Surveillance after positive colonoscopy based on adenoma characteristics

Ido Laish, Ilia Seregeev, Timna Naftali, Fred M. Konikoff

Research output: Contribution to journalArticlepeer-review


Background Patients with adenomatous polyps are at increased risk for developing colorectal cancer based on the characteristics and number of polyps, but less is known about the individual and combined contribution of these factors. This study aimed to better characterize the risk of advanced adenoma and cancer in patients with positive baseline colonoscopy. Methods Patients who had polyps at baseline colonoscopy were included in this retrospective cohort study (N = 1165) and were categorized into 6 groups: (1) 1–2 non-advanced adenomas (NAA's), (2) ≥3 NAA's, (3) advanced tubular adenoma, (4) small tubulovillous adenoma (TVA), (5) large TVA and (6) multiple advanced adenomas (MAA's). Findings at surveillance colonoscopy were documented in each group. Results The combined incidence of advanced adenoma, ≥3 NAA's, and colorectal cancer at surveillance colonoscopy was significantly higher in the baseline large TVA (29.2%) than small TVA groups (13.5%, P < 0.001), as well as in the MAA's group (44.1%) compared with large TVA group (P = 0.02). The incidence of colorectal cancer, however, was not significantly different between the groups. Conclusions The size of the polyp and the number of advanced lesions are more important than its histology for predicting the risk of high-risk metachronous lesions at follow-up.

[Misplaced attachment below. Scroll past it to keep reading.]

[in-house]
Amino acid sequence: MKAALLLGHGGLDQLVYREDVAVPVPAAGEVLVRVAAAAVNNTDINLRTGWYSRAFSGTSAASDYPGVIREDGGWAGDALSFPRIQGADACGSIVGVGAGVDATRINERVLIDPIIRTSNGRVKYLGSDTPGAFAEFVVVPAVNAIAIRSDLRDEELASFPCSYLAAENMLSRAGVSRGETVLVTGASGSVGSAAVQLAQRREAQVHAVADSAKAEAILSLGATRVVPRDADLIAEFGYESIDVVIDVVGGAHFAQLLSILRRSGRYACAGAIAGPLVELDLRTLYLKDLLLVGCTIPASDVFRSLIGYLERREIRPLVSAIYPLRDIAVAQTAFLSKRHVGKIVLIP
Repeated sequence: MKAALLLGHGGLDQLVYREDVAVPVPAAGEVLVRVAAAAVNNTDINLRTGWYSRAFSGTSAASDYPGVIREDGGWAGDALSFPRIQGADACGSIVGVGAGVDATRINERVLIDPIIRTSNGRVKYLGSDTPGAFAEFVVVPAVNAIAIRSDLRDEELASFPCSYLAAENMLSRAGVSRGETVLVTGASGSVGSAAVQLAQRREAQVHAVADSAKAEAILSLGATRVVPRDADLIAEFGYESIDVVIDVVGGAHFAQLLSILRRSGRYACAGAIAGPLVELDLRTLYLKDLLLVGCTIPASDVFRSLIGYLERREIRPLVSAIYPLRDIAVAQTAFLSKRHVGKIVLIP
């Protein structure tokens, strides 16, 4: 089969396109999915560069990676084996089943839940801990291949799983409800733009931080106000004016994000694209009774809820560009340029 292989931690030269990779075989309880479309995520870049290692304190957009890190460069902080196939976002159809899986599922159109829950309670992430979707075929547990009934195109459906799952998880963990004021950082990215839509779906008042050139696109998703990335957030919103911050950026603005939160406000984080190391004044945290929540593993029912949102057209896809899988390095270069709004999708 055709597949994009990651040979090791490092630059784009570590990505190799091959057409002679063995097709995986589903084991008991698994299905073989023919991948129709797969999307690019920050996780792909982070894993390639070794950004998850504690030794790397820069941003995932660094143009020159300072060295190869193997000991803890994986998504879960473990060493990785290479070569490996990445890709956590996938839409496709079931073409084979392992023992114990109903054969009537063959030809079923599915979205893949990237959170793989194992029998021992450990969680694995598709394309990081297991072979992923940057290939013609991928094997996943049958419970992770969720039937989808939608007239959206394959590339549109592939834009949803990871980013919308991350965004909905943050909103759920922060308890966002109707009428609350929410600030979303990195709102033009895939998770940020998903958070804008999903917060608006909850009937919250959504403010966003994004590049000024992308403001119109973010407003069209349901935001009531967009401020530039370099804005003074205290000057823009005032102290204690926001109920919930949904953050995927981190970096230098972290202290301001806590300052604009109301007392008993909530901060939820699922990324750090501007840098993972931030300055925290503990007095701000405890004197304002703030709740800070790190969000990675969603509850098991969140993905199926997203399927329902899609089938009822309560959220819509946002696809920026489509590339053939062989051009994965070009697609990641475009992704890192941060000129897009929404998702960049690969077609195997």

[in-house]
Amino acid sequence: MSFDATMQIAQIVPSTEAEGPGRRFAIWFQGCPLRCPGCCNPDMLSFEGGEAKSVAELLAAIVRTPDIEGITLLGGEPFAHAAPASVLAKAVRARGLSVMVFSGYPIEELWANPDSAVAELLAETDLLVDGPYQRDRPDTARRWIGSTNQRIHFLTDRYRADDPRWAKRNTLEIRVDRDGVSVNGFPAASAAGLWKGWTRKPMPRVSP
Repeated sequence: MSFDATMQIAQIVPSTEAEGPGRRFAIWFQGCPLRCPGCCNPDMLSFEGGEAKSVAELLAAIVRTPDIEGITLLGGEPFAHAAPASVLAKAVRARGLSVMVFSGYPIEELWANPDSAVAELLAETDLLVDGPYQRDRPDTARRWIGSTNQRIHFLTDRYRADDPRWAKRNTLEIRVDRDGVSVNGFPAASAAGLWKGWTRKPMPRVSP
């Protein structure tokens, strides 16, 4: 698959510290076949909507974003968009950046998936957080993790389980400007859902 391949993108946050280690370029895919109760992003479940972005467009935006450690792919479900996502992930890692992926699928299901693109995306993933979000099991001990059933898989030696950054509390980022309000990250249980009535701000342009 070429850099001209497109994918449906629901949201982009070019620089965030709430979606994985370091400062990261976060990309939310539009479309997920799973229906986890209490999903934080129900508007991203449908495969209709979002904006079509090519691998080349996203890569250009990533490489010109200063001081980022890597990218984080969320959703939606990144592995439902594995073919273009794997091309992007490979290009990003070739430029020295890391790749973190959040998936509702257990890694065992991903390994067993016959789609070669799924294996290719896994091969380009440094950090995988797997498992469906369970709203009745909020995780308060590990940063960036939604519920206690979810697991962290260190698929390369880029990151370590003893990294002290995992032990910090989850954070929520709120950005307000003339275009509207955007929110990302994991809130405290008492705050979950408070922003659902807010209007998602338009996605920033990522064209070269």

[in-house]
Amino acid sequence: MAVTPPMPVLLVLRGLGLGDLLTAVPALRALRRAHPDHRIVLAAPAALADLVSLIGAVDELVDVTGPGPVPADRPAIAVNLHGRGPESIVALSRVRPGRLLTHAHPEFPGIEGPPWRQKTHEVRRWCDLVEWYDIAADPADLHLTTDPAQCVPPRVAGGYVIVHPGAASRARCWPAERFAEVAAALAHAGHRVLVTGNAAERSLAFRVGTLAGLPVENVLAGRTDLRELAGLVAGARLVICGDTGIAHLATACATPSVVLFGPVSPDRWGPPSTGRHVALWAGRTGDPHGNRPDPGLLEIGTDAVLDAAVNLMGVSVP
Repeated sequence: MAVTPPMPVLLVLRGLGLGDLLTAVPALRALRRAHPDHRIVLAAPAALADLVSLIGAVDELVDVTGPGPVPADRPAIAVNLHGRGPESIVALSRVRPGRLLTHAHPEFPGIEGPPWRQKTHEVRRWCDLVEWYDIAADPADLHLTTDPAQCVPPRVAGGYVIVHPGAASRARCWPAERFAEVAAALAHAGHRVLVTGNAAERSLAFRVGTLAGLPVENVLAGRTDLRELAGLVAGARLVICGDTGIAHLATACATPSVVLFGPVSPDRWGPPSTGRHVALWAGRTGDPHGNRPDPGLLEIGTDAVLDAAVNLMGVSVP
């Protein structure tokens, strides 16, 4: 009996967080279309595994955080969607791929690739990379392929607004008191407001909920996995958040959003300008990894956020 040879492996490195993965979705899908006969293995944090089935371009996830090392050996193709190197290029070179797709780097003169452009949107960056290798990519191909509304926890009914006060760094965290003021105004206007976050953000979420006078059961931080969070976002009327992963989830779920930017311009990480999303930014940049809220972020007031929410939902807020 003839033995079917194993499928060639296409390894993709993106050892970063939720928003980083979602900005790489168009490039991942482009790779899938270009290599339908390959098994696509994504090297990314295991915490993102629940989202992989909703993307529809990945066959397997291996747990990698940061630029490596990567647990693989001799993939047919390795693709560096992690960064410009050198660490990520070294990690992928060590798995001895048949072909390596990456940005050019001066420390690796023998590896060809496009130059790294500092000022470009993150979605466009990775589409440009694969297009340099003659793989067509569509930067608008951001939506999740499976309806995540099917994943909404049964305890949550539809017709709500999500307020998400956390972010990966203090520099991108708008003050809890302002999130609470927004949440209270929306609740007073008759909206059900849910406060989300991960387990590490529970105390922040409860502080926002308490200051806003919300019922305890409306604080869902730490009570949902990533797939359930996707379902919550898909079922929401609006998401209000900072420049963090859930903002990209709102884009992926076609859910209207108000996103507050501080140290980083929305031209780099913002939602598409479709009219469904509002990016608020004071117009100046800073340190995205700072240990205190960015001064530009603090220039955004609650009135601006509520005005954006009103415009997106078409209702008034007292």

Original languageEnglish
Pages (from-to)1115-1120
Number of pages6
JournalDigestive and Liver Disease
Issue number10
StatePublished - Oct 2017


  • Colon cancer
  • Metachronous advanced lesion
  • Surveillance colonoscopy


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